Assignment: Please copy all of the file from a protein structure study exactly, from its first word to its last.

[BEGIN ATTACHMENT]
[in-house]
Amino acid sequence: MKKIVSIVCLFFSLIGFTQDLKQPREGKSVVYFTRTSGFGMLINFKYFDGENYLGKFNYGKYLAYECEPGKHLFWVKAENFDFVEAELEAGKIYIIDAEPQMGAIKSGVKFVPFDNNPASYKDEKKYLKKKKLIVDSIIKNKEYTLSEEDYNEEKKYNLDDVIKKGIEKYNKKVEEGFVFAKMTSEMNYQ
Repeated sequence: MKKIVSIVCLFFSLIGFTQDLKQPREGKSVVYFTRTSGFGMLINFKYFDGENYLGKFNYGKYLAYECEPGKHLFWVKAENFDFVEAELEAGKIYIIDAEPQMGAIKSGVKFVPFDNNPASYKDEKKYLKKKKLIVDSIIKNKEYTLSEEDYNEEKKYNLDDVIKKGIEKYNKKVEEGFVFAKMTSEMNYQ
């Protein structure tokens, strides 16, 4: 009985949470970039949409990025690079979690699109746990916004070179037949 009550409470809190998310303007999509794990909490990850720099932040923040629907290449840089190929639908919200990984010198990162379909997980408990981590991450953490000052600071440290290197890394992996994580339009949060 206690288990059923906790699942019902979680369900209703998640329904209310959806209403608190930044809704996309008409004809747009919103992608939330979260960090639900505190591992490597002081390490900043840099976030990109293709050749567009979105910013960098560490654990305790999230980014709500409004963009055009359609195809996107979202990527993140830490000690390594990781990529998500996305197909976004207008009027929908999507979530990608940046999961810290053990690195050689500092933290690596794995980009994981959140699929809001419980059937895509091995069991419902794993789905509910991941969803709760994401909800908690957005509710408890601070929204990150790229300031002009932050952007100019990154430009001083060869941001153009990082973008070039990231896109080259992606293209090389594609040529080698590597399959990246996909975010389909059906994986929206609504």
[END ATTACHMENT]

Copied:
[in-house]
Amino acid sequence: MKKIVSIVCLFFSLIGFTQDLKQPREGKSVVYFTRTSGFGMLINFKYFDGENYLGKFNYGKYLAYECEPGKHLFWVKAENFDFVEAELEAGKIYIIDAEPQMGAIKSGVKFVPFDNNPASYKDEKKYLKKKKLIVDSIIKNKEYTLSEEDYNEEKKYNLDDVIKKGIEKYNKKVEEGFVFAKMTSEMNYQ
Repeated sequence: MKKIVSIVCLFFSLIGFTQDLKQPREGKSVVYFTRTSGFGMLINFKYFDGENYLGKFNYGKYLAYECEPGKHLFWVKAENFDFVEAELEAGKIYIIDAEPQMGAIKSGVKFVPFDNNPASYKDEKKYLKKKKLIVDSIIKNKEYTLSEEDYNEEKKYNLDDVIKKGIEKYNKKVEEGFVFAKMTSEMNYQ
């Protein structure tokens, strides 16, 4: 009985949470970039949409990025690079979690699109746990916004070179037949 009550409470809190998310303007999509794990909490990850720099932040923040629907290449840089190929639908919200990984010198990162379909997980408990981590991450953490000052600071440290290197890394992996994580339009949060 206690288990059923906790699942019902979680369900209703998640329904209310959806209403608190930044809704996309008409004809747009919103992608939330979260960090639900505190591992490597002081390490900043840099976030990109293709050749567009979105910013960098560490654990305790999230980014709500409004963009055009359609195809996107979202990527993140830490000690390594990781990529998500996305197909976004207008009027929908999507979530990608940046999961810290053990690195050689500092933290690596794995980009994981959140699929809001419980059937895509091995069991419902794993789905509910991941969803709760994401909800908690957005509710408890601070929204990150790229300031002009932050952007100019990154430009001083060869941001153009990082973008070039990231896109080259992606293209090389594609040529080698590597399959990246996909975010389909059906994986929206609504």